Therefore, we agree with the ALJ's assertion that a person proceeding as a successor in interest to the original miner is not required to show dependency pursuant to 20 C.F.R. Sec. 725.360(b). As the Fourth Circuit succinctly stated: "[i]f a miner dies before receiving black lung benefits due him on a claim he has already filed, the benefits are payable to certain persons in a descending level of priority. 20 C.F.R. Sec. 725.545(c)." Charles v. Director, OWCP, 1 F.3d 251, 253 (4th Cir.1993). Thus, we find that Webb's claim did not abate upon his death and therefore, his son, as a surviving child under Sec. 725.545(c)(5), is entitled to collect the payments owed to Webb prior to his death.6
For the reasons that follow, we conclude that substantial evidence supports the ALJ's findings and affirm the benefits award.
Y & O asserts that we must remand to the ALJ to determine whether Webb was physically able to do his usual coal mine work or comparable and gainful work, and thus whether Y & O meets its burden under 20 C.F.R. Sec. 727.203(b)(2). In York v. Benefits Review Bd., 819 F.2d 134 (6th Cir.1987), this court held that it was error for the ALJ to find (b)(2) rebuttal merely by finding that the miner was not totally disabled by his respiratory impairment. The court found that the miner's total disability included his back problems, bronchitis and other physical impairments. Accordingly, the York court held that evidence showing that the miner was not totally disabled solely by his respiratory impairment "does not prove that York is able to do his usual coal mine work or comparable work." York, 819 F.2d at 137.7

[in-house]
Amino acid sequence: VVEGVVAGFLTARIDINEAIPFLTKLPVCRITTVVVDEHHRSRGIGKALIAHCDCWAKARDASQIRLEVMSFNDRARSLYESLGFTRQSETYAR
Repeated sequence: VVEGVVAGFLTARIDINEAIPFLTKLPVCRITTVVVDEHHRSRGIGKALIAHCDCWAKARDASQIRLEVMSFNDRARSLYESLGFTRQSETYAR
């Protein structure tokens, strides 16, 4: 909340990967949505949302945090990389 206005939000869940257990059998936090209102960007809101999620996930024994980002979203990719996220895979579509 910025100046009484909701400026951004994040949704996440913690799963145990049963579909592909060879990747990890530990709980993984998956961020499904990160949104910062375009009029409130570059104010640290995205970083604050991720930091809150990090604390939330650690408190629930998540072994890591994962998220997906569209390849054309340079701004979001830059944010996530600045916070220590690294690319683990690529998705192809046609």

It is undisputed that the ALJ merely observed that Webb was deceased and, in any event, disabled when he died. The Board held that this finding was inadequate, but held that the error was harmless because the medical evidence was legally insufficient to rebut the presumption. We agree. "If the outcome of a remand is foreordained, we need not order one." Sahara Coal Co. v. Office of Workers' Compensation Programs, 946 F.2d 554, 558 (7th Cir.1991). Here, Y & O has presented no evidence that Webb could do his coal mine work (motorman) or comparable and gainful employment. Indeed, all the doctors testified Webb was totally disabled, albeit they disagreed as to the source of the disability.